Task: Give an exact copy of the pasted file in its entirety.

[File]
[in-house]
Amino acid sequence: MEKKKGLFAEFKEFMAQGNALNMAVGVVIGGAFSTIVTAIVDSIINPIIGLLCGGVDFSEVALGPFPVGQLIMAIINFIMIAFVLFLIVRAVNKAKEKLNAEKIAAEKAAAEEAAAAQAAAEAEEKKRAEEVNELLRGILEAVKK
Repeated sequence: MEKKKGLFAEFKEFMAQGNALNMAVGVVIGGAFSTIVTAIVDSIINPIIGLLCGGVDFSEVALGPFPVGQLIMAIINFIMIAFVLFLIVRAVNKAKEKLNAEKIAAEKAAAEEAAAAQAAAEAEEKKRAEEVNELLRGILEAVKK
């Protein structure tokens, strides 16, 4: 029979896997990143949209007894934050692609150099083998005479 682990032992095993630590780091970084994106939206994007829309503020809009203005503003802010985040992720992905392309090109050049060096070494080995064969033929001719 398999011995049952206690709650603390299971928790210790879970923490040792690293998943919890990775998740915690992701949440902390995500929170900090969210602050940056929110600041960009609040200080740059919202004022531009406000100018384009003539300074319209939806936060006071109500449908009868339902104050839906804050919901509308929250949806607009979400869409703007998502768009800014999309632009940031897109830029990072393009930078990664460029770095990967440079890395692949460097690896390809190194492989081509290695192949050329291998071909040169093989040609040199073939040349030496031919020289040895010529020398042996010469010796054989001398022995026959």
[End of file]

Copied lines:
[in-house]
Amino acid sequence: MEKKKGLFAEFKEFMAQGNALNMAVGVVIGGAFSTIVTAIVDSIINPIIGLLCGGVDFSEVALGPFPVGQLIMAIINFIMIAFVLFLIVRAVNKAKEKLNAEKIAAEKAAAEEAAAAQAAAEAEEKKRAEEVNELLRGILEAVKK
Repeated sequence: MEKKKGLFAEFKEFMAQGNALNMAVGVVIGGAFSTIVTAIVDSIINPIIGLLCGGVDFSEVALGPFPVGQLIMAIINFIMIAFVLFLIVRAVNKAKEKLNAEKIAAEKAAAEEAAAAQAAAEAEEKKRAEEVNELLRGILEAVKK
């Protein structure tokens, strides 16, 4: 029979896997990143949209007894934050692609150099083998005479 682990032992095993630590780091970084994106939206994007829309503020809009203005503003802010985040992720992905392309090109050049060096070494080995064969033929001719 398999011995049952206690709650603390299971928790210790879970923490040792690293998943919890990775998740915690992701949440902390995500929170900090969210602050940056929110600041960009609040200080740059919202004022531009406000100018384009003539300074319209939806936060006071109500449908009868339902104050839906804050919901509308929250949806607009979400869409703007998502768009800014999309632009940031897109830029990072393009930078990664460029770095990967440079890395692949460097690896390809190194492989081509290695192949050329291998071909040169093989040609040199073939040349030496031919020289040895010529020398042996010469010796054989001398022995026959």